To find out where this latency is coming from on coordinator node compare it to the latency reported by the physical disk.
If you see latency reported by the physical disk is much lower to what reported by the physical disk then one of the components located between CSVFS and the disk is enquing/serializing the IO.
Above you can see an example where you can see physical disk reported latency
Given statistical errors ant that snapshotting values of different counters is not synchronized we can ignore 1 milliseconds that CSVFS adds and we can say that most of the latency comes from the physical disk.
If you are on non-Coordinating node then you need to look at SMB Client Share performance counters for the volume share
After that look at the latency reported by the physical disk on the Coordinator node to see how much latency is coming from SMB itself
In the sample above you can see
In the sample before we’ve seen that disk read latency is 23 milliseconds and write latency is 18 milliseconds so we can conclude that disk is the biggest source of latency.
To answer this question you need to look at the sum/average of the following performance counters across all cluster nodes that perform IO on this disk. Each node’s counters will tell you how much IO is done by this node, and you will need to do the math to find out the aggregate values.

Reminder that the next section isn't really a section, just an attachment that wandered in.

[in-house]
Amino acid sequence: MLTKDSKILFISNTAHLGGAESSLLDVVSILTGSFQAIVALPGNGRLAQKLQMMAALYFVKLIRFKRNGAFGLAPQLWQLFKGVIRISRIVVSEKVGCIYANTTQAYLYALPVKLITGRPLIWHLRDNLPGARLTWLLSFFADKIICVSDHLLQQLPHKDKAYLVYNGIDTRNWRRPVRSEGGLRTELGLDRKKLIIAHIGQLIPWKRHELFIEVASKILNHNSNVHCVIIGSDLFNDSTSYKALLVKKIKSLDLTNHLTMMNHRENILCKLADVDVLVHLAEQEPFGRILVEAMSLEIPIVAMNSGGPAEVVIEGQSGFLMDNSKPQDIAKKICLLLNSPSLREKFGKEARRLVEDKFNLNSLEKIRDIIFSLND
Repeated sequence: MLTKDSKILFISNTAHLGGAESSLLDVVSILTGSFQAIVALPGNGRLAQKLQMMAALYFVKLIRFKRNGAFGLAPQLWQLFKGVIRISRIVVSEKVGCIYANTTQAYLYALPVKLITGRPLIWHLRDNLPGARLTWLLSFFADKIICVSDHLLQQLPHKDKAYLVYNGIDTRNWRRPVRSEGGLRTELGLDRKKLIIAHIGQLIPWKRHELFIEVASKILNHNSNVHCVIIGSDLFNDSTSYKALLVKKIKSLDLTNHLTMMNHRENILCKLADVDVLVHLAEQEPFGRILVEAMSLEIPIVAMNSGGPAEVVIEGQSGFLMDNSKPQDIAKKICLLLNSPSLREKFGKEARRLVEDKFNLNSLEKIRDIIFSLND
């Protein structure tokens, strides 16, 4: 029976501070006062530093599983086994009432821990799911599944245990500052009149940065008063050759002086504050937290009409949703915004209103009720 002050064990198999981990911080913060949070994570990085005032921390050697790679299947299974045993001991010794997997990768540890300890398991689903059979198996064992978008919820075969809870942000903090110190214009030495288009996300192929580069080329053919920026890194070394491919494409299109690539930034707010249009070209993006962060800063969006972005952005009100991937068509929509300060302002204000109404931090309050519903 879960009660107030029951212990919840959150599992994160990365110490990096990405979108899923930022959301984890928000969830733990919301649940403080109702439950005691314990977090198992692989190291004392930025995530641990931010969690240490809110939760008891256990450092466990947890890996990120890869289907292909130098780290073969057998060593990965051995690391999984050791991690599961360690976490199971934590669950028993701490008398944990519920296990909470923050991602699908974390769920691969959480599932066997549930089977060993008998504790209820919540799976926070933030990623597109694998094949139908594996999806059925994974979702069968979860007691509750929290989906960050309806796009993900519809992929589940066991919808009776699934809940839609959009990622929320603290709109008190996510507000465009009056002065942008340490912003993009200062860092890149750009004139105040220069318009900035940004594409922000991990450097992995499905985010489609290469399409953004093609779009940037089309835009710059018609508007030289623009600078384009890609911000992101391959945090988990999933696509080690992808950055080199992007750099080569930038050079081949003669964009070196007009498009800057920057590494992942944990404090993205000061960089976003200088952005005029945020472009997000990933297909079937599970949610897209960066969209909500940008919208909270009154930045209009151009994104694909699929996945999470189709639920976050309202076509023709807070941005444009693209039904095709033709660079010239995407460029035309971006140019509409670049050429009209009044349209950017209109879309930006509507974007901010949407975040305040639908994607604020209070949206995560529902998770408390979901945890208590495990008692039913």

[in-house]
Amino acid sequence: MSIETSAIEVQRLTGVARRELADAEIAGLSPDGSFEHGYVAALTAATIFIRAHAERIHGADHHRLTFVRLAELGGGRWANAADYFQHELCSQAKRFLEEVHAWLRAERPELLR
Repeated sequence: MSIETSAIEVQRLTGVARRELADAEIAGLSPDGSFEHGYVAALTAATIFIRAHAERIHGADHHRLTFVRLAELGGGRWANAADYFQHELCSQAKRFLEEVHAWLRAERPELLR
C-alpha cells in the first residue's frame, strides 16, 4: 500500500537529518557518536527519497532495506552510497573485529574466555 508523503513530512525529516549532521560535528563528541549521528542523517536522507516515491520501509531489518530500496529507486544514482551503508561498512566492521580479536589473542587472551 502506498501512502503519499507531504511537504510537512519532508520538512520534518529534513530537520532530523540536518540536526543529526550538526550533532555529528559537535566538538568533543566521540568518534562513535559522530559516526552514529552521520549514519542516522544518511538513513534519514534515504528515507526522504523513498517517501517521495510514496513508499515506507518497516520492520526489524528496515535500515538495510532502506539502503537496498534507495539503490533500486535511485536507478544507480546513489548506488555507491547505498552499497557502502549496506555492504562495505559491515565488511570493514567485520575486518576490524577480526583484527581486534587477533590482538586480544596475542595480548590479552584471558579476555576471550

You can play with different queue length changing load of the disk and checking against your target. There is really no right or wrong answer here and it all depends on what is your application expectations are.
In the sample above you can see that total IO queue length on the disk is about (8.951+8.538+10.336+10.5) 38.3, and average latency is about ((0.153+0.146+0.121+0.116)/4) 134 milliseconds.
Please note that physical disk number in this sample happens to be the same – 7 on both cluster nodes. You should not assume it will be the same. On the coordinator node you can find it using Cluster Administrator UI by looking at the Disk Number column.
Unfortunately there are no good tools to find it on the non-Coordinator node, the Disk Management mmc snap-in is the best tool.
To find physical disk number on all cluster nodes you can move the Cluster Disk from node to node writing down Disk Number on each node, but be careful especially when you have actual workload running because while moving volume CSV will pause all IOs, which will impact your workload throughput.